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April 9, 2014

Jonathan Tobin: Why Did Kerry Lie About Israeli Blame?

Samuel G. Freedman: A resolution 70 years later for a father's unsettling legacy of ashes from Dachau

Jessica Ivins: A resolution 70 years later for a father's unsettling legacy of ashes from Dachau

Kim Giles: Asking for help is not weakness

Kathy Kristof and Barbara Hoch Marcus: 7 Great Growth Israeli Stocks

Matthew Mientka: How Beans, Peas, And Chickpeas Cleanse Bad Cholesterol and Lowers Risk of Heart Disease

Sabrina Bachai: 5 At-Home Treatments For Headaches

The Kosher Gourmet by Daniel Neman Have yourself a matzo ball: The secrets bubby never told you and recipes she could have never imagined

April 8, 2014

Lori Nawyn: At Your Wit's End and Back: Finding Peace

Susan B. Garland and Rachel L. Sheedy: Strategies Married Couples Can Use to Boost Benefits

David Muhlbaum: Smart Tax Deductions Non-Itemizers Can Claim

Jill Weisenberger, M.S., R.D.N., C.D.E : Before You Lose Your Mental Edge

Dana Dovey: Coffee Drinkers Rejoice! Your Cup Of Joe Can Prevent Death From Liver Disease

Chris Weller: Electric 'Thinking Cap' Puts Your Brain Power Into High Gear

The Kosher Gourmet by Marlene Parrish A gift of hazelnuts keeps giving --- for a variety of nutty recipes: Entree, side, soup, dessert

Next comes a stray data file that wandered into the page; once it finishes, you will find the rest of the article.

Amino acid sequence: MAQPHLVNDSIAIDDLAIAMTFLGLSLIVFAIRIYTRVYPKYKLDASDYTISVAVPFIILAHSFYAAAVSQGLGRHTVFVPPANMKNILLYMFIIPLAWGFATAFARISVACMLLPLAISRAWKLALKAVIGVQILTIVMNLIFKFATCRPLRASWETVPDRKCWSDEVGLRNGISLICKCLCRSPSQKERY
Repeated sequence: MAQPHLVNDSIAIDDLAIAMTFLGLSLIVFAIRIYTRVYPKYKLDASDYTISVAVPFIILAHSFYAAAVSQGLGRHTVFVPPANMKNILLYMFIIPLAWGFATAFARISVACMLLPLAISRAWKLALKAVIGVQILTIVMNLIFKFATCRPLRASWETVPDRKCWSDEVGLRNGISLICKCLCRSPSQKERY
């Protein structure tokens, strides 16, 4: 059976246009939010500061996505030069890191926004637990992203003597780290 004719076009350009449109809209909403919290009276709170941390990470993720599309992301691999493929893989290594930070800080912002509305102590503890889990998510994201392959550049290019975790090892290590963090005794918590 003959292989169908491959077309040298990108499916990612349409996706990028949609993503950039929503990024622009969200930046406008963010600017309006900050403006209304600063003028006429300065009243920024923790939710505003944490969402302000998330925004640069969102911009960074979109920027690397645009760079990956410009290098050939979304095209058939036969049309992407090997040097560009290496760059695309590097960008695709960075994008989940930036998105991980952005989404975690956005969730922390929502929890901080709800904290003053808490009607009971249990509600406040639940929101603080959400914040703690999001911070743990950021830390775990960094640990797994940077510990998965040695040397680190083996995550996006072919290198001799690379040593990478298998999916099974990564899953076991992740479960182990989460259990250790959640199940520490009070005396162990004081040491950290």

April 4, 2014

Rabbi David Gutterman: The Word for Nothing Means Everything

Charles Krauthammer: Kerry's folly, Chapter 3

Amy Peterson: A life of love: How to build lasting relationships with your children

John Ericson: Older Women: Save Your Heart, Prevent Stroke Don't Drink Diet

John Ericson: Why 50 million Americans will still have spring allergies after taking meds

Cameron Huddleston: Best and Worst Buys of April 2014

Stacy Rapacon: Great Mutual Funds for Young Investors

Sarah Boesveld: Teacher keeps promise to mail thousands of former students letters written by their past selves

The Kosher Gourmet by Sharon Thompson Anyone can make a salad, you say. But can they make a great salad? (SECRETS, TESTED TECHNIQUES + 4 RECIPES, INCLUDING DRESSINGS)

April 2, 2014

Paul Greenberg: Death and joy in the spring

Dan Barry: Should South Carolina Jews be forced to maintain this chimney built by Germans serving the Nazis?

Mayra Bitsko: Save me! An alien took over my child's personality

Frank Clayton: Get happy: 20 scientifically proven happiness activities

Susan Scutti: It's Genetic! Obesity and the 'Carb Breakdown' Gene

Lecia Bushak: Why Hand Sanitizer May Actually Harm Your Health

Stacy Rapacon: Great Funds You Can Own for $500 or Less

Cameron Huddleston: 7 Ways to Save on Home Decor

The Kosher Gourmet by Steve Petusevsky Exploring ingredients as edible-stuffed containers (TWO RECIPES + TIPS & TECHINQUES)

Jewish World Review Feb 15, 2012/ 22 Shevat, 5772

'A Tea Party Senate Takeover

By Michelle Malkin




http://www.JewishWorldReview.com | The tea party isn't dead. It's just looking down ballot. While fiscal conservatives remain split over the GOP presidential candidates, grassroots activists are coalescing around a stellar slate of limited-government candidates looking to reinforce and reenergize the right in Washington.

And in the spirit of the modern-day tea party movement, no entrenched incumbent — Democrat or Republican — is safe.

Utah was Ground Zero for the movement's first major electoral upset. In April 2009, this column first reported on a Salt Lake City tea party protest of 2,000 Utahans who repeatedly booed GOP Sens. Bob Bennett and Orrin Hatch for supporting the $700 billion TARP bank bailout. In May 2010, the three-term, 76-year-old Bennett got the boot at the GOP state convention. Young conservative lawyer Mike Lee, who clerked for Supreme Court Justice Samuel Alito, went on to win the seat.